Online adverts for junk food could soon be banned in UK

Children’s programmes on the internet look set to be free of junk food adverts soon, with new guidelines set to ban these advertisements.
This would result in the closing of a loophole which sees adverts for fatty food and sugary food being banned from children’s television programmes, but not banned from the internet, according to the chief executive of the Advertising Standards Authority (ASA), Guy Parker.
Mr Parker said he had been frequently questioned over “why our ad codes ban the targeting of a sugary food ad around Peppa Pig on linear TV but don’t ban that same ad appearing in or around that same episode of Peppa Pig when that episode is shown online,” and looked forward to not having to answer such questions any longer.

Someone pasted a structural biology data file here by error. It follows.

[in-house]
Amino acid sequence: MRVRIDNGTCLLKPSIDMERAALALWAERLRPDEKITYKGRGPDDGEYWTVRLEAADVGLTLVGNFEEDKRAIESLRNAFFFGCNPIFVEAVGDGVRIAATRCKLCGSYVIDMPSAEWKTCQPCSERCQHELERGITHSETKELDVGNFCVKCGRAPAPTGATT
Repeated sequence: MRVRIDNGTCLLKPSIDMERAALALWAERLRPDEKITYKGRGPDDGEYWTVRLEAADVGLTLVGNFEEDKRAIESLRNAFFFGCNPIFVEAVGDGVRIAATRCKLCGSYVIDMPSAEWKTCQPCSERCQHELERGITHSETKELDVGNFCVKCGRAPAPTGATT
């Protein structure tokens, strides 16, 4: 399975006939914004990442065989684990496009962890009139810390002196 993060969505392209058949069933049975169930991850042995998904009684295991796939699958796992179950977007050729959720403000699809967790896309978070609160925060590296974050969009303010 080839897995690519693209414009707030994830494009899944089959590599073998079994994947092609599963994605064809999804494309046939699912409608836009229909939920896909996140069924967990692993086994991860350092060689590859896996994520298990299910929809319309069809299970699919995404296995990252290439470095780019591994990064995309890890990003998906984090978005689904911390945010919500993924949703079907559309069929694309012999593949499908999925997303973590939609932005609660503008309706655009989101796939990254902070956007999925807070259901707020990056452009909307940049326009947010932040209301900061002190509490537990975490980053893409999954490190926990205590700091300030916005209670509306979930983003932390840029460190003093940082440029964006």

Foods which are considered unhealthy – those high in fat, sugar and salt (HFSS) – have been banned from being advertised during TV programmes which are seen as appealing to children up to the age of 16. This rule was introduced back in 2007 by Ofcom, the broadcasting regulator, and is enforced by the ASA.
The Committee of Advertising Practice (CAP), the body which drafts the rules for UK advertisers, will be holding a public consultation on the matter soon, before publishing the findings from it.

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